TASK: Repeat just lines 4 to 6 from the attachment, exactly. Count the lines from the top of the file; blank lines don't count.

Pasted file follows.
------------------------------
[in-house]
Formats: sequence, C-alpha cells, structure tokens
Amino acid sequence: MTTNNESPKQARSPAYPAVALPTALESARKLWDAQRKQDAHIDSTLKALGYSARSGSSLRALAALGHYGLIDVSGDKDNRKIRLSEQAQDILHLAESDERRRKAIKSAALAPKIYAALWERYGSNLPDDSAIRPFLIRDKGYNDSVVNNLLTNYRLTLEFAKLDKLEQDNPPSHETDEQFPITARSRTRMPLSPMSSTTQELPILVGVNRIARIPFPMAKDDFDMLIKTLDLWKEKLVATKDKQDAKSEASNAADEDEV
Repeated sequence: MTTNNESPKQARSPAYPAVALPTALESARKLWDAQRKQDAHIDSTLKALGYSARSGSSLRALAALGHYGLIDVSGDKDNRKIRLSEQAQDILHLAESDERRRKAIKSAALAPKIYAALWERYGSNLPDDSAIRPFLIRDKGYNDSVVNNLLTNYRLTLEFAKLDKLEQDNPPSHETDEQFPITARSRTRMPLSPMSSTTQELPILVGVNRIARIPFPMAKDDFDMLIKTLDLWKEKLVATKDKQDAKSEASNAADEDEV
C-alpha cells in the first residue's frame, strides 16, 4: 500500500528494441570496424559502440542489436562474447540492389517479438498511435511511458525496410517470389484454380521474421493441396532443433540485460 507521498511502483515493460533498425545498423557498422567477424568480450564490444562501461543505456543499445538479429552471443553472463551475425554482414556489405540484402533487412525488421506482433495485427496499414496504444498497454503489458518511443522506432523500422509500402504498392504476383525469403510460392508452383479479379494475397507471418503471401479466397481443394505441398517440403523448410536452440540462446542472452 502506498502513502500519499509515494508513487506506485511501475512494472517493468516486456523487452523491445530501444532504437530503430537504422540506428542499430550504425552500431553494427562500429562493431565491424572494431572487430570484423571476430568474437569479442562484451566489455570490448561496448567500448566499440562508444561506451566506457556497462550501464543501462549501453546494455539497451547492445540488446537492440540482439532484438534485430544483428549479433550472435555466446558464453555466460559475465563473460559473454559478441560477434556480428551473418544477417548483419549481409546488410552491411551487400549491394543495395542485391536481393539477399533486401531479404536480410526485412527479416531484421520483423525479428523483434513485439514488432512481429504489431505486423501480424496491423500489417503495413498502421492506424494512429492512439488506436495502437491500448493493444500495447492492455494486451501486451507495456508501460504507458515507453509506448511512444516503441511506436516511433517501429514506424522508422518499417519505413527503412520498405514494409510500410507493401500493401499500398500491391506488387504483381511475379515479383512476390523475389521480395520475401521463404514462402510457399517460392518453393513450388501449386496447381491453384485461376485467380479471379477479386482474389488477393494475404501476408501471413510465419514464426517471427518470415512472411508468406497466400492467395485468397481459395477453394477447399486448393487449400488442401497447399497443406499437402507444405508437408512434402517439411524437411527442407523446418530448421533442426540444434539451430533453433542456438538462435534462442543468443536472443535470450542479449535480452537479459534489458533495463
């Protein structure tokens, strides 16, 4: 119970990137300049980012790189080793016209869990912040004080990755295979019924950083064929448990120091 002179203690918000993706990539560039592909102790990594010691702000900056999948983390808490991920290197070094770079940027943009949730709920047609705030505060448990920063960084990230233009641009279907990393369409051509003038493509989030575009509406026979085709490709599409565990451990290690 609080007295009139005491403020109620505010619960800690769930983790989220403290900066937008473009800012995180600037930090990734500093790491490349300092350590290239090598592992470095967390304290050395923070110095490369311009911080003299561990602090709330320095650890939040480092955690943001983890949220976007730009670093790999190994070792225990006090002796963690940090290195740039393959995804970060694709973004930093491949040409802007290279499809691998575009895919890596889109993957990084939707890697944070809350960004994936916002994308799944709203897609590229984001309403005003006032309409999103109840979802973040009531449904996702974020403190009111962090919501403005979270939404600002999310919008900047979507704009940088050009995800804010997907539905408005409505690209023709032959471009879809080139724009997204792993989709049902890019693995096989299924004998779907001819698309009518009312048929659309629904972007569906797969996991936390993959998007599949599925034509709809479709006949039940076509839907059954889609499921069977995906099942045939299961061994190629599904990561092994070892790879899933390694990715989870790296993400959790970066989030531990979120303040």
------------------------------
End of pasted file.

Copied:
Repeated sequence: MTTNNESPKQARSPAYPAVALPTALESARKLWDAQRKQDAHIDSTLKALGYSARSGSSLRALAALGHYGLIDVSGDKDNRKIRLSEQAQDILHLAESDERRRKAIKSAALAPKIYAALWERYGSNLPDDSAIRPFLIRDKGYNDSVVNNLLTNYRLTLEFAKLDKLEQDNPPSHETDEQFPITARSRTRMPLSPMSSTTQELPILVGVNRIARIPFPMAKDDFDMLIKTLDLWKEKLVATKDKQDAKSEASNAADEDEV
C-alpha cells in the first residue's frame, strides 16, 4: 500500500528494441570496424559502440542489436562474447540492389517479438498511435511511458525496410517470389484454380521474421493441396532443433540485460 507521498511502483515493460533498425545498423557498422567477424568480450564490444562501461543505456543499445538479429552471443553472463551475425554482414556489405540484402533487412525488421506482433495485427496499414496504444498497454503489458518511443522506432523500422509500402504498392504476383525469403510460392508452383479479379494475397507471418503471401479466397481443394505441398517440403523448410536452440540462446542472452 502506498502513502500519499509515494508513487506506485511501475512494472517493468516486456523487452523491445530501444532504437530503430537504422540506428542499430550504425552500431553494427562500429562493431565491424572494431572487430570484423571476430568474437569479442562484451566489455570490448561496448567500448566499440562508444561506451566506457556497462550501464543501462549501453546494455539497451547492445540488446537492440540482439532484438534485430544483428549479433550472435555466446558464453555466460559475465563473460559473454559478441560477434556480428551473418544477417548483419549481409546488410552491411551487400549491394543495395542485391536481393539477399533486401531479404536480410526485412527479416531484421520483423525479428523483434513485439514488432512481429504489431505486423501480424496491423500489417503495413498502421492506424494512429492512439488506436495502437491500448493493444500495447492492455494486451501486451507495456508501460504507458515507453509506448511512444516503441511506436516511433517501429514506424522508422518499417519505413527503412520498405514494409510500410507493401500493401499500398500491391506488387504483381511475379515479383512476390523475389521480395520475401521463404514462402510457399517460392518453393513450388501449386496447381491453384485461376485467380479471379477479386482474389488477393494475404501476408501471413510465419514464426517471427518470415512472411508468406497466400492467395485468397481459395477453394477447399486448393487449400488442401497447399497443406499437402507444405508437408512434402517439411524437411527442407523446418530448421533442426540444434539451430533453433542456438538462435534462442543468443536472443535470450542479449535480452537479459534489458533495463
């Protein structure tokens, strides 16, 4: 119970990137300049980012790189080793016209869990912040004080990755295979019924950083064929448990120091 002179203690918000993706990539560039592909102790990594010691702000900056999948983390808490991920290197070094770079940027943009949730709920047609705030505060448990920063960084990230233009641009279907990393369409051509003038493509989030575009509406026979085709490709599409565990451990290690 609080007295009139005491403020109620505010619960800690769930983790989220403290900066937008473009800012995180600037930090990734500093790491490349300092350590290239090598592992470095967390304290050395923070110095490369311009911080003299561990602090709330320095650890939040480092955690943001983890949220976007730009670093790999190994070792225990006090002796963690940090290195740039393959995804970060694709973004930093491949040409802007290279499809691998575009895919890596889109993957990084939707890697944070809350960004994936916002994308799944709203897609590229984001309403005003006032309409999103109840979802973040009531449904996702974020403190009111962090919501403005979270939404600002999310919008900047979507704009940088050009995800804010997907539905408005409505690209023709032959471009879809080139724009997204792993989709049902890019693995096989299924004998779907001819698309009518009312048929659309629904972007569906797969996991936390993959998007599949599925034509709809479709006949039940076509839907059954889609499921069977995906099942045939299961061994190629599904990561092994070892790879899933390694990715989870790296993400959790970066989030531990979120303040």